On December 10-11, Morocco was the center of international attention as governments convened in Marrakech to sign the UN-led migration pact.
Rabat – Morocco’s foreign affairs minister has reaffirmed Rabat’s commitment to its continental and global leadership on migration issues.
Earlier this week, over 160 governments met in Marrakech to adopt the UN-led pact on “safe, orderly, and regular” migration.
Despite the enthusiasm and overwhelming support the document has garnered in the international community, opposing voices, spearheaded by the US government, gave the compact a cold shoulder.
They withdrew from signing the document, believing the pact encourages illegal migration. They argued that the pact legitimizes irregular migration and blurs the lines between migrants, refugees, and asylum seekers.
Speaking to Morocco World News on the sidelines of the Marrakech event, however, Nasser Bourita, who led the Moroccan delegation, lambasted, albeit diplomatically, the heavy criticism that the pact has received from various quarters. For the Moroccan minister, the pact goes beyond the symbolism that both its supporters and detractors have ascribed to it.
In addition to symbolizing the will most governments have to commit to a common frame governing intercontinental human mobility, the pact came as a further vindication of the principle that international issues call for collective efforts.
Morocco is a migration champion
“Morocco is comfortable with this compact because it had already anticipated it,” Bourita said, hinting at the large regularization campaign that Morocco launched in 2013 under the auspices of King Mohammed VI. Since the 2013 royal call to regularize sub-Saharan migrants willing to make a home in Morocco, over 60,000 undocumented migrants have so far been granted Moroccan residency cards.
Morocco’s migration policy is founded on three pillars, Bourita argued. “One pillar is solidarity [humanism], which allowed the regularization of sub-Saharan migrants who were in an irregular situation. The second pillar is that of responsibility and firm action in regards to human trafficking networks and networks of clandestine migration. The third is cooperation on the bilateral, continental, and national levels.”
Morocco’s migration policy, Bourita explained, is engrained in “an African strategy on migration and development.” With King Mohammed VI having been appointed to lead the coordinated African migratory policy, Morocco wants to remain faithful to its position as a continental and global champion on migration, he said.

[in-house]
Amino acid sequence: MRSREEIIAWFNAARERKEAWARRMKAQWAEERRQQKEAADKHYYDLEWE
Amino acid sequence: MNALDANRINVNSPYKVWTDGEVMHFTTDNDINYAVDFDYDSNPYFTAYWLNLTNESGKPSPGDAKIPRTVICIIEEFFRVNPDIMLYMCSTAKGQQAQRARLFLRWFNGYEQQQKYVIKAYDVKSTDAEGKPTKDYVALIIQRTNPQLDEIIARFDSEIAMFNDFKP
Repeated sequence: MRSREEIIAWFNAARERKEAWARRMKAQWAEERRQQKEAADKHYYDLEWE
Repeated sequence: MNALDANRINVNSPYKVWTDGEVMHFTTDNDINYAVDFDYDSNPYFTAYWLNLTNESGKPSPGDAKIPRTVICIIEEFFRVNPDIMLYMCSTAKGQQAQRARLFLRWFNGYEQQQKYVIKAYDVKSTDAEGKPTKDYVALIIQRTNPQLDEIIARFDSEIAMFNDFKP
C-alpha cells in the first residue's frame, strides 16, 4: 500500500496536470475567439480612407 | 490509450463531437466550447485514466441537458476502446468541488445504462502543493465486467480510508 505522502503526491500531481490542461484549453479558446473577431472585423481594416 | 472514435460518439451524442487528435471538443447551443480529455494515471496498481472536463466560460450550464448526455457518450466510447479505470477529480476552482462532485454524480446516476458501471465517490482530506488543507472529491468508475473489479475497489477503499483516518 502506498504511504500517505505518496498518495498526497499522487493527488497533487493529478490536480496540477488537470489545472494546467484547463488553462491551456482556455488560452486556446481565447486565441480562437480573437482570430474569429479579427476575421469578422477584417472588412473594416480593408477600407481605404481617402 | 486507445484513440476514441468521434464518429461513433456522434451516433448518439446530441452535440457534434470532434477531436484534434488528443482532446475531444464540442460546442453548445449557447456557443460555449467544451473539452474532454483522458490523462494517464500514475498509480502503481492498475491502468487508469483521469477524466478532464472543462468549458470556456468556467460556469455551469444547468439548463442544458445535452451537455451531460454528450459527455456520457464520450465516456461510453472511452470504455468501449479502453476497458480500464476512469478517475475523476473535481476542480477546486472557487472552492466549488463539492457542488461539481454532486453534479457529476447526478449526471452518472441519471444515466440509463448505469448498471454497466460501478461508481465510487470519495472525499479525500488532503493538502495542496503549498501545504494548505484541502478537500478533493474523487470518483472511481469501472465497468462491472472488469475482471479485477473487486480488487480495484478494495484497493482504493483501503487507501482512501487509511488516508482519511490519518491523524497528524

“Morocco played an active role in the writing of the compact. Its ideas, its philosophy; Morocco’s logic is already integrated into the compact. It’s not a legal document that we have to translate into our legal texts.”
‘Morocco is no one’s policeman’
But Bourita did not only have praise for the transformative potential of the Marrakech migration compact.
He firmly rebutted accusations against Morocco’s recently-launched tough campaign against irregular migration, saying that despite its openness to migrants, Morocco cannot let human trafficking networks establish a safe haven on its territory. However pan-African and globalist in its dealings with migrants and their rights to decent living conditions, Morocco’s sovereignty is non-negotiable.
“A migration policy should not mean leniency, it should not mean leaving the borders open or accepting that clandestine migration establishes itself. Morocco launched in 2014 and 2016 a process of regularization.
“It said to everyone found within its borders that you have the possibility to have papers, to integrate, to have means of work, access to education and to health…. Those who didn’t want to stay in Morocco, why are they here? They are here to use the Moroccan territory to go elsewhere in an illegal, irregular manner.”
Bourita elaborated that Morocco had to assume its responsibility by “taking measures to fight against these networks, to repatriate those who are in Morocco without the desire to integrate, those that chose to be in Morocco and use the kingdom as a platform to go elsewhere.”
But what about the claims that Morocco’s sudden toughening towards sub-Saharan migrants, which included repatriation and “forced displacements,” came as a result of European pressure? Did Rabat bend to Brussels’ security desires to salvage the numerous deals that bind the two partners?
“Our relationship with the EU is a global one. It’s not based on one issue. We are neighbors. Morocco is the closest African country to Europe. It’s a relation of geography; it’s a relation of history. For 50 years we are engaged in agreements with the EU. We have 4 million Moroccans living in Europe. We have security cooperation. We have economic cooperation,” Bourita said.
For all the strategic and historical significance of the Morocco-EU partnership, however, Rabat does not, and will not, bend to external diktats, the minister firmly explained. Morocco, according to Bourita, takes enormous pride in its sovereignty and will not exchange it for safeguarding strategic partnerships.
“What we are doing, we are not doing it for Europe. We are doing it as a responsible country that cannot allow that its territory be used by anyone for illegal migration or human trafficking….
“Morocco does not do this as someone’s policeman. It does it because it is a responsible country and a country that controls the flows that enter and leave its territory. And it will continue to do this with a global approach.”